It's Mario Party, for better or worse.

User Rating: 6.8 | Mario Party 7 GC
After six installments, Nintendo is still keeping the Mario Party series going. It's rather odd to see a spin-off series like this one last so long, even considering that it's spun off from a series whose spin-offs have spin-offs of their own (take Wario Ware for example). Mario Party 7 doesn't make any huge changes to the series, aside from the usual batch of new mini-games and some new features that may or may not ever be heard from again. People not so familiar with the series would be hard-pressed to tell this game from any of the other GameCube entries in the series at first glance, and honestly, they probably wouldn't be able to tell the difference by playing it either.

But the game should probably be judged on it's own merits. It's a board game, one in which four players, controlled by either people or the computer, take turns rolling a die and traveling around a board. Your goal, as always, is to collect coins with which to purchase stars. And as always, the winner is the person who has the most stars at the end of the game. At the end of every turn, and sometimes during a turn, the participants are all thrown into a mini-game in which they compete and sometimes cooperate for a coin prize. All of which is still fun. The new mini-games are as good as any from the other games in the series, although none of them seem to rely on dumb luck this time around, which is very welcome. The game still has a habit of randomly rewarding people who have done nothing by giving them the belongings of people who have been doing absolutely everything, which can be intensely frustrating, especially when playing alone.

There are a few new modes here. One is the solo mode, in which two characters, one controlled by a human and one controlled by either a person or the computer, face off on one of six boards. Each board has a different objective that must be fulfilled to achieve victory. For example, on one board your goal is to retrieve a star from a character on the board and then return it to a different spot on the board. The intense problems with the seeming randomness in how the game rewards how you play come front and center here, as you can go from first to last at almost any point no matter how dominant you've been. Still, once you've managed to play through these things once, you won't have to bother with them again unless you don't want to.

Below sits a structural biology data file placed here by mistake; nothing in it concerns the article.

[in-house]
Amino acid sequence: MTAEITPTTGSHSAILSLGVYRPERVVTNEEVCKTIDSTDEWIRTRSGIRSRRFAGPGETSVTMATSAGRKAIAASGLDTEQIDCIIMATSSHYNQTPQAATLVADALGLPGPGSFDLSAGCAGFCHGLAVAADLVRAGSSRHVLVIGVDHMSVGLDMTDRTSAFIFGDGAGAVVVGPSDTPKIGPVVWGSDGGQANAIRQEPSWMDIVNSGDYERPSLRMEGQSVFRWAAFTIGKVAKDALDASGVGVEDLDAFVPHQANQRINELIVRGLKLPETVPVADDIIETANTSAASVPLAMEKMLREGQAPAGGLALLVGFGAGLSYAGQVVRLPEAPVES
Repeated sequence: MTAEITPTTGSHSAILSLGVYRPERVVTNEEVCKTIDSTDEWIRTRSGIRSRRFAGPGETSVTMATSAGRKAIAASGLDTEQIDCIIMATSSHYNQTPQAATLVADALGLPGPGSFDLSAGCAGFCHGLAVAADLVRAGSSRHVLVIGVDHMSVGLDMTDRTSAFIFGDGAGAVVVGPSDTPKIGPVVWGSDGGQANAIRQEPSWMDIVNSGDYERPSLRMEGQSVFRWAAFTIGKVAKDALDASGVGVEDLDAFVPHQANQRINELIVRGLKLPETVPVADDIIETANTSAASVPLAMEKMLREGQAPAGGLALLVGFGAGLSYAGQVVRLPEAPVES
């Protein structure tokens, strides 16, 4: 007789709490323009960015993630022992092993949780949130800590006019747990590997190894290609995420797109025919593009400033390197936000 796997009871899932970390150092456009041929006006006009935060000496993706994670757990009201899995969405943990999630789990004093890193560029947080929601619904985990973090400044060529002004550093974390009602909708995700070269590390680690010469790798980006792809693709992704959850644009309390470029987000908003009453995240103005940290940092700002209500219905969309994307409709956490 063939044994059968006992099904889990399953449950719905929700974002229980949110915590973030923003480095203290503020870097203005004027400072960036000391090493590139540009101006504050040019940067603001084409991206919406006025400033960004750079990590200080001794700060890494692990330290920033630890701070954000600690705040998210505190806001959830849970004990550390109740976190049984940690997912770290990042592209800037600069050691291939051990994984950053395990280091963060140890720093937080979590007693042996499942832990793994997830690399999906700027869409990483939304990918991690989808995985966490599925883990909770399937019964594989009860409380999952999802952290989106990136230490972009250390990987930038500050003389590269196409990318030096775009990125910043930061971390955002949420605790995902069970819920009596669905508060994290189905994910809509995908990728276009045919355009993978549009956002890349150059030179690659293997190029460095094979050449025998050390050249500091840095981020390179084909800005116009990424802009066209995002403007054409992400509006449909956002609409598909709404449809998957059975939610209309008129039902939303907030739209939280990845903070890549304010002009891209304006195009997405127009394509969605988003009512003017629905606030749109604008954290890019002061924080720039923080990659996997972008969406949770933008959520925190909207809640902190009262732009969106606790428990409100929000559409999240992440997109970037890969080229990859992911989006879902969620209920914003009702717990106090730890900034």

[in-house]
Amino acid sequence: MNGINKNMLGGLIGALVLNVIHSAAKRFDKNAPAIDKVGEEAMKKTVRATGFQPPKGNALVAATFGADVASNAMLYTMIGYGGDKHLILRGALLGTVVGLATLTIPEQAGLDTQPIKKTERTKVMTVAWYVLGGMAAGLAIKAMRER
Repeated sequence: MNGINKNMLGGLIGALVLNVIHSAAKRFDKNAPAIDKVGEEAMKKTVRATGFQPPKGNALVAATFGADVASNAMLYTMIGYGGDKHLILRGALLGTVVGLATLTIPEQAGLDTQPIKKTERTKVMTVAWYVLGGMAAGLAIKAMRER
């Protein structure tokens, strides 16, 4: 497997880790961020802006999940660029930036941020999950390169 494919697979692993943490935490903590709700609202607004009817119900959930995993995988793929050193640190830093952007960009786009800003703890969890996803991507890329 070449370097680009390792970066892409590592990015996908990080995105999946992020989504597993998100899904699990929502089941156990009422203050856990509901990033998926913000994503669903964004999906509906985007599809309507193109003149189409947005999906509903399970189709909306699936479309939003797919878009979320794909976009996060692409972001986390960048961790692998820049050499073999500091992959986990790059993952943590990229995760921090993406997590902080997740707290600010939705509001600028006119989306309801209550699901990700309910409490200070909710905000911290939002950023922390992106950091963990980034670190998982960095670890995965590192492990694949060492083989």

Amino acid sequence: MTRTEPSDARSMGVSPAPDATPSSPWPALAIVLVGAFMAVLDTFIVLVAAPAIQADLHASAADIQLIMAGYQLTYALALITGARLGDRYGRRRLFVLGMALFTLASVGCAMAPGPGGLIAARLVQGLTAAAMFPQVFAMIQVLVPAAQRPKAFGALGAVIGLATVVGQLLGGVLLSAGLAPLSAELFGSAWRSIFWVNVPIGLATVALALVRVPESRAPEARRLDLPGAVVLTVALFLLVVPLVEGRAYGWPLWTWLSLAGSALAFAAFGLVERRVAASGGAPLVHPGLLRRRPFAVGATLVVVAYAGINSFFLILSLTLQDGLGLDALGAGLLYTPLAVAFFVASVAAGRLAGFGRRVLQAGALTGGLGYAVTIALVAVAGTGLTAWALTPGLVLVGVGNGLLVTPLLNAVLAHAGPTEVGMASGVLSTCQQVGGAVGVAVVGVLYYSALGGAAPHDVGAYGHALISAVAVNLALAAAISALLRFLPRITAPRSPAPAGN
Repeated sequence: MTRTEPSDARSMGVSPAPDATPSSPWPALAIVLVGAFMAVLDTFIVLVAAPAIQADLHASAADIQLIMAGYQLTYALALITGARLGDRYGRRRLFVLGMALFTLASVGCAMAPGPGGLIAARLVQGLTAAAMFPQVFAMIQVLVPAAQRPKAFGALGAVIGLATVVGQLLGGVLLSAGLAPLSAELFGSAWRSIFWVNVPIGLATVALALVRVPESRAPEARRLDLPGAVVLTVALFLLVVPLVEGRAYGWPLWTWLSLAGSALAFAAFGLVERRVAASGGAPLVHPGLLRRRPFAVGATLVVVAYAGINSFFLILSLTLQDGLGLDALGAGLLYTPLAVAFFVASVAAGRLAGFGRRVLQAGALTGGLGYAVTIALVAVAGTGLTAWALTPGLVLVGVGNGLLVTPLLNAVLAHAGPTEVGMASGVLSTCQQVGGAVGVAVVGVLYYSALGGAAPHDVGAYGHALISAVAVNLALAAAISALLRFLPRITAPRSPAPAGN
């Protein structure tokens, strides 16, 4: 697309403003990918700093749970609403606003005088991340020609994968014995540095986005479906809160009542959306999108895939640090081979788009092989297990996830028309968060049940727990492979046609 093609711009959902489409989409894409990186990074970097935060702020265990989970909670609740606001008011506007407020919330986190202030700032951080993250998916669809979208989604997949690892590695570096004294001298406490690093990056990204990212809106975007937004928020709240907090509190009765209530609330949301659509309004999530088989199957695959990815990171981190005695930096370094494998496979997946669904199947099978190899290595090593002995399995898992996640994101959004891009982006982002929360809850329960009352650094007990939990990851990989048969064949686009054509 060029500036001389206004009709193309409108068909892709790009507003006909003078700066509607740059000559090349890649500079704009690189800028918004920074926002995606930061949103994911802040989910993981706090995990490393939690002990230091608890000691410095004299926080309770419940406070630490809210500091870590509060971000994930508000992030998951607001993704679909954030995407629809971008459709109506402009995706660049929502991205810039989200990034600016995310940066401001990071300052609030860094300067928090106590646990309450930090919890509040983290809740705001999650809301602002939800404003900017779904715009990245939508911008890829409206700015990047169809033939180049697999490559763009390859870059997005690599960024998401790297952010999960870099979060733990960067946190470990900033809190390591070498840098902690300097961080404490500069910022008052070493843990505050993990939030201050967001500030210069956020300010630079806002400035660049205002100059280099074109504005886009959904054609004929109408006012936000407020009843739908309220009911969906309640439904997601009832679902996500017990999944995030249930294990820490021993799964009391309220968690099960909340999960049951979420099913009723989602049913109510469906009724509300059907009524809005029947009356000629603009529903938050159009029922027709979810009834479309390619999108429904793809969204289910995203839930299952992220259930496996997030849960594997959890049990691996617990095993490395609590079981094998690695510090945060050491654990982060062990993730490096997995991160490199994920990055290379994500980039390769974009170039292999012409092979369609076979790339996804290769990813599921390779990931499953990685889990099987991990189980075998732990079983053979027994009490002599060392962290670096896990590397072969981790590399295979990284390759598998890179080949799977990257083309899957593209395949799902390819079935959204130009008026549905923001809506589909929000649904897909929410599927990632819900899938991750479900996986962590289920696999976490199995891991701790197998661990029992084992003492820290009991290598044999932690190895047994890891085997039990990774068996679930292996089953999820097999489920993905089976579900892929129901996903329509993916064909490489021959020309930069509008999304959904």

The other significant new additions are the eight-player minigames, which are accessible from the main menu and are played separately from the rest of the game modes. There actually is no requirement to have seven other people with you when you play these games (which is a bit of a godsend), but they really don't feel any different from any of the other mini-games in this latest edition. The GameCube microphone that was introduced in the last Mario Party returns here (one is included with the game if you never picked the last one up), and for the most part it's used well. There's only one single-player mic game though, and the participants in the four-player games must take turns rather than competing all at once. Still, the mic games are fun and do offer a bit of a change from the usual mini-game fare.

Graphically, once again, not much has changed from before. That means that everything looks like the renders you see on the game box. There are references to the Mario series thrown in throughout the game, and different Mario characters show up all the time. Most of the characters do have a few facial expressions, which is a nice touch, especially at the end of a mini-game. Other than that, the boards are incredibly detailed and everything has a fun, slightly corny atmosphere.

The sound is slightly less enticing than the game's graphics. There are a lot of vocal samples in this game, however, most of them repeat themselves way too much. This becomes especially evident with Toadsworth, who accompanies you in nearly everything you do. Listening to his voice and the very limited things he says becomes old rather quickly. The music is very good, for it's part. It's a party game, so of course most of it is bright and peppy. Things do change just a wee bit at times, usually when Bowser gets involved with the game, but for the most part everything sounds cheery and fresh.

So, all in all, Mario Party 7 is more of the same for people who want to play it. People who liked the last one and aren't tired of the series yet would benefit from picking this up. Likewise, it won't change the minds of anyone who doesn't like the Mario Party series. But for anyone who hasn't tried the series before, now is as good a time as any to do so. It's pretty safe to say that Nintendo and developer Hudson have a formula for making these games, and it's a bit frustrating that they didn't take a lot of the randomness out of the game's scoring system, but other than that it's another solid Mario Party game, even if it isn't a revolutionary one.

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